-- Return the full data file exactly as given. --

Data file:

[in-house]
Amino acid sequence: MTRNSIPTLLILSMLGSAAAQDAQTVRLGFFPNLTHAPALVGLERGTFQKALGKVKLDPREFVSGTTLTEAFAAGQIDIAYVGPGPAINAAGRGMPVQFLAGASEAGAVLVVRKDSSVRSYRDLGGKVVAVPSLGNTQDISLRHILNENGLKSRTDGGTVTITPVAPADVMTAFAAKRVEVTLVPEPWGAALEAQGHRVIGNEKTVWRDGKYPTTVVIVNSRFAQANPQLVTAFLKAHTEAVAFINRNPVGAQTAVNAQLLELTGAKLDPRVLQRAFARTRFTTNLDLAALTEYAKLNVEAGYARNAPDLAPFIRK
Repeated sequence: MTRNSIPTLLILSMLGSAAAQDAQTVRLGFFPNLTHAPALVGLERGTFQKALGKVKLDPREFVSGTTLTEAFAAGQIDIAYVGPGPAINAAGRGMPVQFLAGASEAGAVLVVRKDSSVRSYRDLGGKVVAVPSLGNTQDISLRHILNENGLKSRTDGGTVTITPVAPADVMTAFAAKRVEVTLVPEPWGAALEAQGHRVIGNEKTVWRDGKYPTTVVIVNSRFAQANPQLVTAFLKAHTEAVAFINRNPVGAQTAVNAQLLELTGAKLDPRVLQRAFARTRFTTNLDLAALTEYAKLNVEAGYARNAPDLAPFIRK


[in-house]
Amino acid sequence: MTRNSIPTLLILSMLGSAAAQDAQTVRLGFFPNLTHAPALVGLERGTFQKALGKVKLDPREFVSGTTLTEAFAAGQIDIAYVGPGPAINAAGRGMPVQFLAGASEAGAVLVVRKDSSVRSYRDLGGKVVAVPSLGNTQDISLRHILNENGLKSRTDGGTVTITPVAPADVMTAFAAKRVEVTLVPEPWGAALEAQGHRVIGNEKTVWRDGKYPTTVVIVNSRFAQANPQLVTAFLKAHTEAVAFINRNPVGAQTAVNAQLLELTGAKLDPRVLQRAFARTRFTTNLDLAALTEYAKLNVEAGYARNAPDLAPFIRK
Repeated sequence: MTRNSIPTLLILSMLGSAAAQDAQTVRLGFFPNLTHAPALVGLERGTFQKALGKVKLDPREFVSGTTLTEAFAAGQIDIAYVGPGPAINAAGRGMPVQFLAGASEAGAVLVVRKDSSVRSYRDLGGKVVAVPSLGNTQDISLRHILNENGLKSRTDGGTVTITPVAPADVMTAFAAKRVEVTLVPEPWGAALEAQGHRVIGNEKTVWRDGKYPTTVVIVNSRFAQANPQLVTAFLKAHTEAVAFINRNPVGAQTAVNAQLLELTGAKLDPRVLQRAFARTRFTTNLDLAALTEYAKLNVEAGYARNAPDLAPFIRK